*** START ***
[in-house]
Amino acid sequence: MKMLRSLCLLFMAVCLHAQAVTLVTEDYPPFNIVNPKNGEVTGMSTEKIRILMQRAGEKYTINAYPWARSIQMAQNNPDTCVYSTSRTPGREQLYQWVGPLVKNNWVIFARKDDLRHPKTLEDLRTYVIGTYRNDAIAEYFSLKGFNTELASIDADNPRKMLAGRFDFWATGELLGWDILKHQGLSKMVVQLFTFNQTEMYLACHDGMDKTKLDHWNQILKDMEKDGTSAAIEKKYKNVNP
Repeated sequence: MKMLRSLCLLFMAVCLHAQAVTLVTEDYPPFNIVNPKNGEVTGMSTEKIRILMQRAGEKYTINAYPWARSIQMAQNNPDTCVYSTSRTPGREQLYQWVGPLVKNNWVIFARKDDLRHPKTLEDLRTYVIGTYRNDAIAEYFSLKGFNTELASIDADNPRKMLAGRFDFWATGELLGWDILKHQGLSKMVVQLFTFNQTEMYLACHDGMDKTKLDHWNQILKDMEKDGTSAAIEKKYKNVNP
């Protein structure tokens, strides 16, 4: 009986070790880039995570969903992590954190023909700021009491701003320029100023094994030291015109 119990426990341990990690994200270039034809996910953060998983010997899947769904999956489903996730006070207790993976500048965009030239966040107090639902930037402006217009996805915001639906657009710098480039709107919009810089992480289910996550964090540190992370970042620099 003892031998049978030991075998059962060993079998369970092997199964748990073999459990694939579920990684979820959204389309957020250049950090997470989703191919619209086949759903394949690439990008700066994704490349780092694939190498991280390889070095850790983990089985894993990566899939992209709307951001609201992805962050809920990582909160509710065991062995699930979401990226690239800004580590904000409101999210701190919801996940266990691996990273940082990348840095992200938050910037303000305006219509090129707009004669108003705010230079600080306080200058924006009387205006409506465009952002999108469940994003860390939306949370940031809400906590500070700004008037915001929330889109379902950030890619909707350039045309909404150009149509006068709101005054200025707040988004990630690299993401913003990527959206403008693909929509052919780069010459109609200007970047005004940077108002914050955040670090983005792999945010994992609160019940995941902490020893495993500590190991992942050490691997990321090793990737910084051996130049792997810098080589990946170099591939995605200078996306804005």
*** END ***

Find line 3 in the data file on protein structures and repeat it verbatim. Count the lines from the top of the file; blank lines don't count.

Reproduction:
Repeated sequence: MKMLRSLCLLFMAVCLHAQAVTLVTEDYPPFNIVNPKNGEVTGMSTEKIRILMQRAGEKYTINAYPWARSIQMAQNNPDTCVYSTSRTPGREQLYQWVGPLVKNNWVIFARKDDLRHPKTLEDLRTYVIGTYRNDAIAEYFSLKGFNTELASIDADNPRKMLAGRFDFWATGELLGWDILKHQGLSKMVVQLFTFNQTEMYLACHDGMDKTKLDHWNQILKDMEKDGTSAAIEKKYKNVNP